To Offend or Not to Offend

If ideas and debate are enabled by free artistic expression, then censorship of the arts essentially puts a lid on them.

A Google search for the word ‘censorship’ returns this clear-eyed definition from the website of the American Civil Liberties Union (ACLU):

“The suppression of words, images, or ideas that are ‘offensive’’, happens whenever some people succeed in imposing their personal political or moral values on others.”

“Censorship by the government”, the site goes on to say “is unconstitutional”.

At the heart of the issue, however, is the propensity to offend. But it is not always clear who stands to be offended and where the censoring agency draws its authority from.

In an issue from last year, The Economist tackled this point in an eloquent defense of free speech:

…the idea has spread that people and groups have a right not to be offended. This may sound innocuous. Politeness is a virtue, after all. But if I have a right not to be offended, that means someone must police what you say about me, or about the things I hold dear, such as my ethnic group, religion, or even political beliefs. Since offence is subjective, the power to police it is both vast and arbitrary. (Under Attack; The Economist; June 4, 2016)

Historically, art has often been at the at the receiving end of censorship. Some of the works targeted are well known; others may have gained notoriety after being singled out for special treatment. Current visitors to the Sistine Chapel may find nothing scandalous about the fresco that covers its altar wall. It looks like an impressive piece of Renaissance art in the signature style of its creator, Michelangelo, who also painted the chapel’s renowned ceiling. But in 1541 when the work was completed, its depiction of largely nude figures ascending or descending to their afterlife fates was too much to digest for the pope who commissioned Michelangelo’s assistant to photoshop the piece with a few strategically painted pieces of cloth.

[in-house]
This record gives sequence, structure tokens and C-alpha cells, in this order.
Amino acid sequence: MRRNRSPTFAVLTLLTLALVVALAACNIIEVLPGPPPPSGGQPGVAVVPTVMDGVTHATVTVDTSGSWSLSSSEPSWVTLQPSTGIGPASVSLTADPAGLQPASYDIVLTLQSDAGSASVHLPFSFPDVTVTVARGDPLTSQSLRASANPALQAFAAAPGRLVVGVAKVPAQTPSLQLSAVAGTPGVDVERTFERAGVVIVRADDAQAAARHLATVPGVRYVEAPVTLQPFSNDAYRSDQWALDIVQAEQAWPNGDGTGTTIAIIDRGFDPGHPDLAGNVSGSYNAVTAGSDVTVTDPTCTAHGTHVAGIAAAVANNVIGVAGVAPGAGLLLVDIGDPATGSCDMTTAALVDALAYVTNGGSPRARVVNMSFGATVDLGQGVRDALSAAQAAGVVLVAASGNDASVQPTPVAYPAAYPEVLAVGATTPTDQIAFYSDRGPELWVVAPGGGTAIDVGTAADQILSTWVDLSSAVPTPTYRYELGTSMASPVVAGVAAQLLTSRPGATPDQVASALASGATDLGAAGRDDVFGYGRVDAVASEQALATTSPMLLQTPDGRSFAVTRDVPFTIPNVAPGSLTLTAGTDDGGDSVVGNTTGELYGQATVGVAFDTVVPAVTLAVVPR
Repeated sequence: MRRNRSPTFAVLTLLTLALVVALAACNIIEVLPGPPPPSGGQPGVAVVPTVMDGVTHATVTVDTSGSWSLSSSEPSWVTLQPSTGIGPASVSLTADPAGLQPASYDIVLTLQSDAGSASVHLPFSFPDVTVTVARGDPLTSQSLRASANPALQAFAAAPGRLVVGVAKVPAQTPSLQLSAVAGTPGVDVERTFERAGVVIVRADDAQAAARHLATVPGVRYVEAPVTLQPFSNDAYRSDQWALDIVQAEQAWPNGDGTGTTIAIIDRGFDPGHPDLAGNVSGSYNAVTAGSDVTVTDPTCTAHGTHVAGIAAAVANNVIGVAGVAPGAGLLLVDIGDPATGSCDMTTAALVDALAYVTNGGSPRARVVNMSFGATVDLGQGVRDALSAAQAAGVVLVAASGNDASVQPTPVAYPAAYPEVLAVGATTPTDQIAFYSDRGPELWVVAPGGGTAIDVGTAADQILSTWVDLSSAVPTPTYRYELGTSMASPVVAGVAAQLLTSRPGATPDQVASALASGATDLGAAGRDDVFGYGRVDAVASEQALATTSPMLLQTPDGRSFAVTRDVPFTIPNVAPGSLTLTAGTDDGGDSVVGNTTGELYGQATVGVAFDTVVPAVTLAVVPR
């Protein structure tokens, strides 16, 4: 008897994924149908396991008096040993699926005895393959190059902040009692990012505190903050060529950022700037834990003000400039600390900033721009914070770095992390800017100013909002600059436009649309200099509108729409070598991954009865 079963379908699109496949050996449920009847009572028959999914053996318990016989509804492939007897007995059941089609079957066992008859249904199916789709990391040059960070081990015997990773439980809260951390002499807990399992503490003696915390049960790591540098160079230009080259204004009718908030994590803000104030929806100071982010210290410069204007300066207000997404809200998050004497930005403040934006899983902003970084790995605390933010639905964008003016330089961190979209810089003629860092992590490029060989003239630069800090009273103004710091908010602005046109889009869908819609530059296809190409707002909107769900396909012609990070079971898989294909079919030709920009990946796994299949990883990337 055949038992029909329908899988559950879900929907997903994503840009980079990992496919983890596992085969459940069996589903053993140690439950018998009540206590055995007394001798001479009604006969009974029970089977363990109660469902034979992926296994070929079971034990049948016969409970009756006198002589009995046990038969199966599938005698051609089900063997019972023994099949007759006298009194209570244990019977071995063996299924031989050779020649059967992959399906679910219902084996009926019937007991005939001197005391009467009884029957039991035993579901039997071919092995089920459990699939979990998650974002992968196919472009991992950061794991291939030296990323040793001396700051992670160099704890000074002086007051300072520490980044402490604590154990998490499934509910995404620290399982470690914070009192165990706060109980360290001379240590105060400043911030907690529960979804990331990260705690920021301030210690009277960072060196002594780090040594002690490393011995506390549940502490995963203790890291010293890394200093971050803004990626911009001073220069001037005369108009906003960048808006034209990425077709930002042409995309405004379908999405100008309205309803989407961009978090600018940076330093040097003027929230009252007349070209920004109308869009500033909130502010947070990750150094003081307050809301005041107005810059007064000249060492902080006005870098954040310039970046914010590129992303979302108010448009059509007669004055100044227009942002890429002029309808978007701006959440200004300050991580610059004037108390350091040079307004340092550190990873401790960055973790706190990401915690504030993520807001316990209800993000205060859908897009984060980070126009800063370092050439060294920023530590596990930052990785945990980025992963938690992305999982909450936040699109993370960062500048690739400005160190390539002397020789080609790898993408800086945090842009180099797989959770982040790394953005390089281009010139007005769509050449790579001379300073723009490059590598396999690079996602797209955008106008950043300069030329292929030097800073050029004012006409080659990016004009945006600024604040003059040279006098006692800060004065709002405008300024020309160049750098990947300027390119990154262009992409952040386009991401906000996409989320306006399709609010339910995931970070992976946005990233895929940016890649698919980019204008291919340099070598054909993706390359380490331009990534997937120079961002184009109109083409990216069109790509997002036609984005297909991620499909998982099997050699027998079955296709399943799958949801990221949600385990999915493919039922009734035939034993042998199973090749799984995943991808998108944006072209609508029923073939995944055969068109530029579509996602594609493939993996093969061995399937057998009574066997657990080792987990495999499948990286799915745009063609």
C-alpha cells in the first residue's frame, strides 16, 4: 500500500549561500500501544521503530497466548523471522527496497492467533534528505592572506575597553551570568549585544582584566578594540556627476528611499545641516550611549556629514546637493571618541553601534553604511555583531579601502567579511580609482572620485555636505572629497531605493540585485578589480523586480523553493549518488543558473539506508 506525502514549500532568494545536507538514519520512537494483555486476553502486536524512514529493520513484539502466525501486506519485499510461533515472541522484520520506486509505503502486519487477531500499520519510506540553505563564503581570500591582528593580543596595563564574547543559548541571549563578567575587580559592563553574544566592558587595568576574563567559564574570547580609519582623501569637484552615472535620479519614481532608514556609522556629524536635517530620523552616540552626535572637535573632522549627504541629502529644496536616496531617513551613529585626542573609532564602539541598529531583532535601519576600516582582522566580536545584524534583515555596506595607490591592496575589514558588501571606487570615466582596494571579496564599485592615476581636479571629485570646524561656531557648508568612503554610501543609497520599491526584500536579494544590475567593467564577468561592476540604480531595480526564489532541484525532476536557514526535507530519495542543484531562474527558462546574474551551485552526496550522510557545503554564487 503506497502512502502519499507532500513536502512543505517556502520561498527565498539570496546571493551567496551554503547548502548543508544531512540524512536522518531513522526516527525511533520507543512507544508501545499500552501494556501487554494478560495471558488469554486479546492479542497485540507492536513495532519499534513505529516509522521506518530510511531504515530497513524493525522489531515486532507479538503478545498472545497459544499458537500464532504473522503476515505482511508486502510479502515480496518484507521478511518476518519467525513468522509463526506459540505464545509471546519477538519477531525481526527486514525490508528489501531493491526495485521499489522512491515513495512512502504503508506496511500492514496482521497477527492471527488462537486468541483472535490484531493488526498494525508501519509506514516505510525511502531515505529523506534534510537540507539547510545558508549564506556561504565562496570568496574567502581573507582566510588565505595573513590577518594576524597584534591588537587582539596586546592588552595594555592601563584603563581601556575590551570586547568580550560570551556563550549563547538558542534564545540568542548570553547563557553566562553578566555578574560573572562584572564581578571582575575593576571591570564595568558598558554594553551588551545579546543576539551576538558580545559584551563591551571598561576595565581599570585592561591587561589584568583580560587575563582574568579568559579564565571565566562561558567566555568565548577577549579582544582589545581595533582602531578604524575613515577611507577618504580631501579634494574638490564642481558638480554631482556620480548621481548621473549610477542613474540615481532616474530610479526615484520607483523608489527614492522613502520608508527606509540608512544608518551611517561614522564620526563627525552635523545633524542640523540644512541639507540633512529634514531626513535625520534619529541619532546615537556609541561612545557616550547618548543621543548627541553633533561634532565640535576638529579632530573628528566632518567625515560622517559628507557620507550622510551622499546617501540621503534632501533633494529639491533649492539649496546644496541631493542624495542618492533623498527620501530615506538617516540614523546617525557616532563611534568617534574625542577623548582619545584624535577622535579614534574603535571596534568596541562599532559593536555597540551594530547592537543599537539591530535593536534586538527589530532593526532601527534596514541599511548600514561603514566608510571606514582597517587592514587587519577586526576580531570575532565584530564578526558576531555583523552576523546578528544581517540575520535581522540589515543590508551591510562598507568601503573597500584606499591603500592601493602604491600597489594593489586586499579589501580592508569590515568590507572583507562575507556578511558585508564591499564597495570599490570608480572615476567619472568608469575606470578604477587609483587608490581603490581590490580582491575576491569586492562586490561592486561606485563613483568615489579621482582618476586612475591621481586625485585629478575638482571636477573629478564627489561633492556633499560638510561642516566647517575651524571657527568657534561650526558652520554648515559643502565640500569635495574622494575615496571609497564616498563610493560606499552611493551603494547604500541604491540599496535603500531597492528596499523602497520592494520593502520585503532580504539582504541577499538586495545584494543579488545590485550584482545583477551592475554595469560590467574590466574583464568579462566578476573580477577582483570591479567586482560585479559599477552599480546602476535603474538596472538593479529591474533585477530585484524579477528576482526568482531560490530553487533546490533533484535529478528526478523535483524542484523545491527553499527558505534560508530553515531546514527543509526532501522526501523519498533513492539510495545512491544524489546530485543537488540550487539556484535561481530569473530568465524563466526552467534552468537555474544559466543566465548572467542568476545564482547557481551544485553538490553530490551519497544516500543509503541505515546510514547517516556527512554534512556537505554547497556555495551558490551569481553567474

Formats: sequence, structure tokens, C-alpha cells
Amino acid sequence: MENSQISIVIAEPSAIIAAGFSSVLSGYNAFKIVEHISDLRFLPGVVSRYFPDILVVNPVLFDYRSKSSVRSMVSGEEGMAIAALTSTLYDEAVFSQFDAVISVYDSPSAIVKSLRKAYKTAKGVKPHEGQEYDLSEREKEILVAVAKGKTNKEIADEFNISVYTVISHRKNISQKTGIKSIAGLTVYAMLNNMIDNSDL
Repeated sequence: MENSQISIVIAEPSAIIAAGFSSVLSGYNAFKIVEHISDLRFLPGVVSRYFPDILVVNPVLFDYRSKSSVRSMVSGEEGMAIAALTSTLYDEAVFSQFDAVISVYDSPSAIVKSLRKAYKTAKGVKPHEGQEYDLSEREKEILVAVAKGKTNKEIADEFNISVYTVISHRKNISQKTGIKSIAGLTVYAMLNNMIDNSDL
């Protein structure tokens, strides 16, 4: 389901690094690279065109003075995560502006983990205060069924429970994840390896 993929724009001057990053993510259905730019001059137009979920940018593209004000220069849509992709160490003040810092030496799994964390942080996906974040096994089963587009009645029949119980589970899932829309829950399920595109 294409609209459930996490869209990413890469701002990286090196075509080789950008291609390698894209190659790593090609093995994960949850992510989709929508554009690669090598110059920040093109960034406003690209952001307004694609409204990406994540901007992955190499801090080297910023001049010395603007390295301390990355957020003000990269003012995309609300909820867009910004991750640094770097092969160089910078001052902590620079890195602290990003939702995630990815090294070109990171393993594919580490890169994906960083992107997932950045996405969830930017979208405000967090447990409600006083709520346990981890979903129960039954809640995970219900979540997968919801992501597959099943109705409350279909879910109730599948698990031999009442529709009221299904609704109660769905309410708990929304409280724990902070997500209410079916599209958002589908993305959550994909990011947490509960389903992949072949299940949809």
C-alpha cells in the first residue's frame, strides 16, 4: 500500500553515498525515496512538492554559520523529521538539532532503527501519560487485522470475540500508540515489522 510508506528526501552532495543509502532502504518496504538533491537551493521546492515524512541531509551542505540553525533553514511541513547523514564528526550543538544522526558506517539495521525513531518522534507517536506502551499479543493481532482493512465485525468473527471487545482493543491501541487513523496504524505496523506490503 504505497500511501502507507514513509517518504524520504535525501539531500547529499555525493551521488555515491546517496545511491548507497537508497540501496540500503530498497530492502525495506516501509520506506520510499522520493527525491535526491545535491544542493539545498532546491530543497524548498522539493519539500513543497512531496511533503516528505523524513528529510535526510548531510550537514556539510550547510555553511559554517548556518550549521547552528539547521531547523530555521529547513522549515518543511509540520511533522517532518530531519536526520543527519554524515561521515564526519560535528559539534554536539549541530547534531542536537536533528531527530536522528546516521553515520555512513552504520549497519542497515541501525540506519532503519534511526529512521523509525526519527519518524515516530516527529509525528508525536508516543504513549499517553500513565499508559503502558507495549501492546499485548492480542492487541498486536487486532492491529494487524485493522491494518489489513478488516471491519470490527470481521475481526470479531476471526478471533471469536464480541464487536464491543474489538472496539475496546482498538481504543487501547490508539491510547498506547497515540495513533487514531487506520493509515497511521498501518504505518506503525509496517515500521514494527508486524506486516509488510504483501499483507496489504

As the head of the Roman Catholic Church, the pope presumably had the moral authority to censor the work. And in the 1500s, it is unlikely that anyone in his devout congregation would have had a problem with it. But self-styled defenders of societal values – such as the Indian movie censor board under its previous chief – are on shakier ground. The board’s clumsy attempts to shield us from material that could morally corrupt us have been widely lampooned through Sanskaari James Bond jokes and other internet memes.

Authoritarian regimes are adept at muzzling writers, thinkers, journalists and others who question their actions. One of the most chilling displays of state supported censorship took place in 1933 when a German student group launched a book burning campaign to purge the country of  its ‘un-German’ spirit – essentially code for Jewish and communist writings and other ideologies. The tomecide destroyed upwards of 25,000 books and featured fiery speeches by Nazi leaders, including one in Berlin by the party’s propaganda machine, Josef Goebbels. In the speech, he exhorted the crowd to say: “No to decadence and moral corruption!” and “Yes to decency and morality in family and state!” Today, a memorial at the same site in Berlin reminds visitors of an event that kicked off a period of ruthless censorship. It includes these words that were actually written by a 19th century Jewish poet but proved to be darkly prophetic for Nazi Germany: “Where they burn books, they will also ultimately burn people”.

Sometimes, a work may be censored after a more careful consideration of the impact it may have. This happened, for example, when a NY art gallery director decided to whitewash a mural that he had commissioned an Italian street artist to complete. The mural depicted the coffins of war casualties draped with dollar bills, instead of flags. The director decided that, though the work was intended to be a broader critique of conflict around the world, it could be construed as being disrespectful to war veterans. And this was not a position he felt the gallery could endorse.

On the face of it, this seems reasonable. But free speech advocates can argue that he suppressed a viewpoint that could have enriched public discourse. As a post by Art Media Agency, an art-focused news site, says: “The work [was] covered before debate, or critique, could begin.”

The question that is becoming increasingly relevant for the age we live in is this: Is it more important to protect the right of a person to not be offended over the right of another to express their point of view? What’s clear is that as long as artists, writers and other creative individuals continue to push the boundaries of artistic expression, there will always be people ready to tell them why they cannot do it. But we need these truth tellers who hold a mirror up to our world – now more than ever.

Sangita Srinivasa
is a Bangalore-based writer and the editor of Viewpoint.